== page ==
Wednesday, December 25, 2013

Sisters taught me: P.U.S.D. cake

The clock strikes at 1 a.m. and it happens again. Cravings for something delish from home awaken in my pit of a stomach; obviously she refuses to change time zones. The pineapple on top of my fridge is finally ripe and begging me to use it. The first thing that comes to mind is the wonderful pineapple upside down cake I ate every Saturday at the St. Joseph of Cluny residence. I pause to thank the Sisters of this house for the unconditional love, support and teaching throughout my adolescent and adult life and this cake that is forever seared in the memory of my food sac stomach.

P.U.S.D cake is traditionally made with a base/cover of caramelized tinned pineapple, maraschino cherries and shredded coconut but as you know at Watermelon and Cheese we have to adapt a lot...but hey, we never lose the flavor....so here goes.


Pineapple -Where Have You Been- Upside Down Cake

Make 2 8 inch cakes

Bottom
1 medium sized pineapple, sliced
3/4 cup demerara brown sugar
3/4 cup butter

Top: Adapted from the 'Real taste of Jamaica' 1-2-3-4 plain cake recipe
3 cups sifted flour
2 cups white sugar
1 cup butter
4 eggs
4 tsp baking powder
1 tsp salt
1 tsp vanilla essence
1 cup unsweetened pineapple juice (made by boiling the skin. if using actual pineapple juice, decrease white sugar by 1/2 cup)
Silvers of lemon peel


1. Cream butter and sugar together using a electric mixer (Mommy please forgive my laziness) for 2 minutes or until fluffy.  In a small bowl, beat eggs with lemon peel. In a total of four additions, mix eggs with butter and sugar mixture. Result should be creamy. Remember to remove the lemon peel.

2. In a separate bowl, mix all the dry ingredients together. Add dry mix and pineapple juice to the butter and sugar mix in additions of 4 and 3 respectively, beginning and ending with the dry mix.

3. To make the caramel, first melt butter in pan. Using low heat, add brown sugar and constantly stir for no more than 4 minutes. In warmer climates, this can be done before making the batter. Place caramel at the bottom of the baking dish and cover decoratively with pineapple slices. If you happen to use diced pineapples, the taste is not affected, however it may appear a bit mushy as you will see below.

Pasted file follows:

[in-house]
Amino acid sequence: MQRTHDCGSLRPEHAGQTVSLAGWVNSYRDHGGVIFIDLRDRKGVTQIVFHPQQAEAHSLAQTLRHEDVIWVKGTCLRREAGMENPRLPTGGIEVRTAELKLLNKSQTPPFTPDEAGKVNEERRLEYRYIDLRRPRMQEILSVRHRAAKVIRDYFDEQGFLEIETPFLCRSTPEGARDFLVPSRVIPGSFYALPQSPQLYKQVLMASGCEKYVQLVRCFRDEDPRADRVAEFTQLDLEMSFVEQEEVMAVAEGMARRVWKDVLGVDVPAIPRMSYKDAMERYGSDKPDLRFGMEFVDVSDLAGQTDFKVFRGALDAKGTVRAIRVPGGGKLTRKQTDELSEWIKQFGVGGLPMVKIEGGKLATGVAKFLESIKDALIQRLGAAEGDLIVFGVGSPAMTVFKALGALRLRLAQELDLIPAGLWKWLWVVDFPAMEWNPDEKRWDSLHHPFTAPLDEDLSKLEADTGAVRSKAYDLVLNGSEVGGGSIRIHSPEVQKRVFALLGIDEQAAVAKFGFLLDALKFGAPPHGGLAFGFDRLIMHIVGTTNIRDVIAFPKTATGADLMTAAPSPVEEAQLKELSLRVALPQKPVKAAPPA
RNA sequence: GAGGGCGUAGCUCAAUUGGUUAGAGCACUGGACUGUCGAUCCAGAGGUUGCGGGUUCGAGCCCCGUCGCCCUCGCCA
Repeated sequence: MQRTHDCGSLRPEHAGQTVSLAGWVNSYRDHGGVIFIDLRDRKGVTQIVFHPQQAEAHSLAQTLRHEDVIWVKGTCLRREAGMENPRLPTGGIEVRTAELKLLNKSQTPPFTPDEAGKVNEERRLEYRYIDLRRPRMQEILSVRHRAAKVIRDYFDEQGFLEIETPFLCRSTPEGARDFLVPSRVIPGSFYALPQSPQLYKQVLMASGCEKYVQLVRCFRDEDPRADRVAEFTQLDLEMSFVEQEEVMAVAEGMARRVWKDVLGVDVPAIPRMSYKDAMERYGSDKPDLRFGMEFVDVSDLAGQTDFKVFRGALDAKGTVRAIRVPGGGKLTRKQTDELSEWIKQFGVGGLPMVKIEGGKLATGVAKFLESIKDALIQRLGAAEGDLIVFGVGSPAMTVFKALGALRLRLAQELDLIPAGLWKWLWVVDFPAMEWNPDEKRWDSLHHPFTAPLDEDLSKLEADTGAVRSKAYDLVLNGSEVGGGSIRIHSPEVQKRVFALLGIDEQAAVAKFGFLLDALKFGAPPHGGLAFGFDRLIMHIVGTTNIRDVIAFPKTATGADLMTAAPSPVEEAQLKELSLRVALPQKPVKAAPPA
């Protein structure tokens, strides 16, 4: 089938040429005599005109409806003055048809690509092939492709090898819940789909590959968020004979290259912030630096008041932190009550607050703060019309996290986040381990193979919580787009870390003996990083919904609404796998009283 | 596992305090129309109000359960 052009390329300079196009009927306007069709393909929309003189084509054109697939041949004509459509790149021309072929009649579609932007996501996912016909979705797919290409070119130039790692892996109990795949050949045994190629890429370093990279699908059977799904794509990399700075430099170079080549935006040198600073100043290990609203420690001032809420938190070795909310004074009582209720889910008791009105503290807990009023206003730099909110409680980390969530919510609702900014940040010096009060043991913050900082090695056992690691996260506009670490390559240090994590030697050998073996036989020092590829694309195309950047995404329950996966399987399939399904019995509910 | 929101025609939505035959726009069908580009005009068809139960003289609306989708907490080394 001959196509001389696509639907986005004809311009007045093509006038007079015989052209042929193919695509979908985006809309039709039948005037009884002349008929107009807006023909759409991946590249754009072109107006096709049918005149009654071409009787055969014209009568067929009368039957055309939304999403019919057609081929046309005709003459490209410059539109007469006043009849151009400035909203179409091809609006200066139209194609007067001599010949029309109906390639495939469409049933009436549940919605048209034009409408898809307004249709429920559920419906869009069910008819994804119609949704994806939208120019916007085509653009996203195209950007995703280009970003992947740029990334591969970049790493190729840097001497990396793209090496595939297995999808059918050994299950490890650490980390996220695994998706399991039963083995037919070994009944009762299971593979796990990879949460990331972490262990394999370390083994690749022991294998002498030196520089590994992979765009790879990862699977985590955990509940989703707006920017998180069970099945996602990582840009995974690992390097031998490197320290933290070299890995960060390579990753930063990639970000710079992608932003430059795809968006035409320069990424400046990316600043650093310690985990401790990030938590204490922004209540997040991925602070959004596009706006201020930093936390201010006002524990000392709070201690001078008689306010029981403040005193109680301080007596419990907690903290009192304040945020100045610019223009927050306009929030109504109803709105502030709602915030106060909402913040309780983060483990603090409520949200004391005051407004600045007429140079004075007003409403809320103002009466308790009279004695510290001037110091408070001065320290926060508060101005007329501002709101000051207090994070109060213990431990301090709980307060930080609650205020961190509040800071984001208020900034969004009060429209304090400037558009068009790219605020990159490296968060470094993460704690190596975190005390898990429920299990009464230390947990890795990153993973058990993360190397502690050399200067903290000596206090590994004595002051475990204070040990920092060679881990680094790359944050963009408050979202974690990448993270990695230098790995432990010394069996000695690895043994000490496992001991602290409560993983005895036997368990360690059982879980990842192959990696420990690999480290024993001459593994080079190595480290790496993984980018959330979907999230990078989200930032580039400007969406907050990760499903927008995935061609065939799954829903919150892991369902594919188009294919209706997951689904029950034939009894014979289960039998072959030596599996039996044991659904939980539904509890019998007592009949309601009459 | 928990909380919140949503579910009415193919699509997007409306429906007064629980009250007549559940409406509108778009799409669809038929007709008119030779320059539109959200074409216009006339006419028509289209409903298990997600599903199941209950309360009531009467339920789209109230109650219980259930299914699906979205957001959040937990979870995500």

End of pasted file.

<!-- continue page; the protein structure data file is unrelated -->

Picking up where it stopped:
4. Add batter to the pan and pop into the oven for about 40 mins or till an inserted toothpick comes out clean.

5. If you are patient enough, allow to cool for 10 minutes and then remove from pan. Slice and distribute. Note to self and others: Never walk out of the room before saving yourself a slice because a slice is all you will get.
Top: Cake using diced pineapples
Bottom: The slice I almost never had

Tuesday, December 24, 2013

Bite me Christmas: Guinness Stout Punch

No coincidence the supermarket had this in stock for Christmas

As a kid, I recall being bombarded with multiple TV ads of  "Guinness, it's good for you", "I got the power" remixes and a superhero named Micheal Power who could escape fires and land unscathed from high buildings. An after-work Friday lime was not complete without a Guinness (T.G.I.F = True Guinness Is Forever). With the addition of milk, angostura bitters, a dash of spices and sometimes an egg, it evolves into a punch for contenders of the World Strongest Man competition or at least makes you feel like one.

If Barbie drank Guinness....

For the ultimate hookup recipe check Chris at www.caribbeanpot.com and bring in your Christmas Eve feeling unstoppable.


Tuesday, December 10, 2013

Bite me Christmas: Malta

I absolutely love and miss malta, especially the Vita Malt brand. Although it is available all the time, my parents always kept a case around at Christmas, so I tend to associate it with this season. Malta is made by brewing barley and hops and is later sweetened and carbonated. It's non-alcoholic so its smooth, creamy taste can be enjoyed by all.